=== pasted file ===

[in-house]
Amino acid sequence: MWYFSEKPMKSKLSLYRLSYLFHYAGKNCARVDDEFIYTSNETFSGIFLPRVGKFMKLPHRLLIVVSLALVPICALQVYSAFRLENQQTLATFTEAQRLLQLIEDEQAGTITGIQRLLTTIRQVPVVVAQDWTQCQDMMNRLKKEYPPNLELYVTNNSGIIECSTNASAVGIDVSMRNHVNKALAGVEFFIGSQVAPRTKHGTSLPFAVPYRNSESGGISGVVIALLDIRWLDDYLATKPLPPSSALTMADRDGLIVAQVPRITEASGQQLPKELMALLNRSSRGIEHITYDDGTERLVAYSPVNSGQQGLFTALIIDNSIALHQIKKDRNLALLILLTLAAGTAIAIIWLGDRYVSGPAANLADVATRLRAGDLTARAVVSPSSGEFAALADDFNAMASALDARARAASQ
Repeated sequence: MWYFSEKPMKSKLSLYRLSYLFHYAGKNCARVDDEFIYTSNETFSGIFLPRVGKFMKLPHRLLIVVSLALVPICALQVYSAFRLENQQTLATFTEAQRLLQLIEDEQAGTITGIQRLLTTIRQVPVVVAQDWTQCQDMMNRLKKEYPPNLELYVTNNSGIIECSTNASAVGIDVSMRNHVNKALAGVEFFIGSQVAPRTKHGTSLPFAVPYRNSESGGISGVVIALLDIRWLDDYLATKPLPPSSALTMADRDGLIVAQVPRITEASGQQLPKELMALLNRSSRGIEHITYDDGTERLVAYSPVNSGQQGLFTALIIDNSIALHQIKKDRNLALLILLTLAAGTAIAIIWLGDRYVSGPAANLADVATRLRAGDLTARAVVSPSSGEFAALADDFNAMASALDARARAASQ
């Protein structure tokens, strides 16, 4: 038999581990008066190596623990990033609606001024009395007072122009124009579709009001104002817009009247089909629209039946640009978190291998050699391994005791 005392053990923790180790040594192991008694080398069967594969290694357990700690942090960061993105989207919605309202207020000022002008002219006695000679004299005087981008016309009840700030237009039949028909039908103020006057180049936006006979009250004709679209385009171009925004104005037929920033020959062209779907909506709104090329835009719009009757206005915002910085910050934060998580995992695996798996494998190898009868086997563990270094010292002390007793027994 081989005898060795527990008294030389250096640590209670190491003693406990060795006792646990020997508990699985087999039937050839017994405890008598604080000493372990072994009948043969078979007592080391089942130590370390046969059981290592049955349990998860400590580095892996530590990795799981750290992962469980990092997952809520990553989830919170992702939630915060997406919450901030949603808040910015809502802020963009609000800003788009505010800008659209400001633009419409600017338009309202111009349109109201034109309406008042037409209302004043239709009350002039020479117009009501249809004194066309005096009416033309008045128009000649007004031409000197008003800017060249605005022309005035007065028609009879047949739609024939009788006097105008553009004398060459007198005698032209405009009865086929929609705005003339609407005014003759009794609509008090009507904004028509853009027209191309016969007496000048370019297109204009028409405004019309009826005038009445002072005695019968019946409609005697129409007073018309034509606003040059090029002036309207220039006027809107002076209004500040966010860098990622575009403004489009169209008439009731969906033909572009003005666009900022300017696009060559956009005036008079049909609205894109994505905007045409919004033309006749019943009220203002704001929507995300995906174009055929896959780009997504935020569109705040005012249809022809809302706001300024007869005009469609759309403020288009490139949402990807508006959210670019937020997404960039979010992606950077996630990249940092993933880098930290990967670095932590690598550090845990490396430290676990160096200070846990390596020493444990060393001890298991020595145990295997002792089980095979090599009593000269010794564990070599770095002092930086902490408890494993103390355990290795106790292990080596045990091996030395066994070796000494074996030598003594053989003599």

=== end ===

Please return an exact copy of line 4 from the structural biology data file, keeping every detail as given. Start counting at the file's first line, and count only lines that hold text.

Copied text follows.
């Protein structure tokens, strides 16, 4: 038999581990008066190596623990990033609606001024009395007072122009124009579709009001104002817009009247089909629209039946640009978190291998050699391994005791 005392053990923790180790040594192991008694080398069967594969290694357990700690942090960061993105989207919605309202207020000022002008002219006695000679004299005087981008016309009840700030237009039949028909039908103020006057180049936006006979009250004709679209385009171009925004104005037929920033020959062209779907909506709104090329835009719009009757206005915002910085910050934060998580995992695996798996494998190898009868086997563990270094010292002390007793027994 081989005898060795527990008294030389250096640590209670190491003693406990060795006792646990020997508990699985087999039937050839017994405890008598604080000493372990072994009948043969078979007592080391089942130590370390046969059981290592049955349990998860400590580095892996530590990795799981750290992962469980990092997952809520990553989830919170992702939630915060997406919450901030949603808040910015809502802020963009609000800003788009505010800008659209400001633009419409600017338009309202111009349109109201034109309406008042037409209302004043239709009350002039020479117009009501249809004194066309005096009416033309008045128009000649007004031409000197008003800017060249605005022309005035007065028609009879047949739609024939009788006097105008553009004398060459007198005698032209405009009865086929929609705005003339609407005014003759009794609509008090009507904004028509853009027209191309016969007496000048370019297109204009028409405004019309009826005038009445002072005695019968019946409609005697129409007073018309034509606003040059090029002036309207220039006027809107002076209004500040966010860098990622575009403004489009169209008439009731969906033909572009003005666009900022300017696009060559956009005036008079049909609205894109994505905007045409919004033309006749019943009220203002704001929507995300995906174009055929896959780009997504935020569109705040005012249809022809809302706001300024007869005009469609759309403020288009490139949402990807508006959210670019937020997404960039979010992606950077996630990249940092993933880098930290990967670095932590690598550090845990490396430290676990160096200070846990390596020493444990060393001890298991020595145990295997002792089980095979090599009593000269010794564990070599770095002092930086902490408890494993103390355990290795106790292990080596045990091996030395066994070796000494074996030598003594053989003599």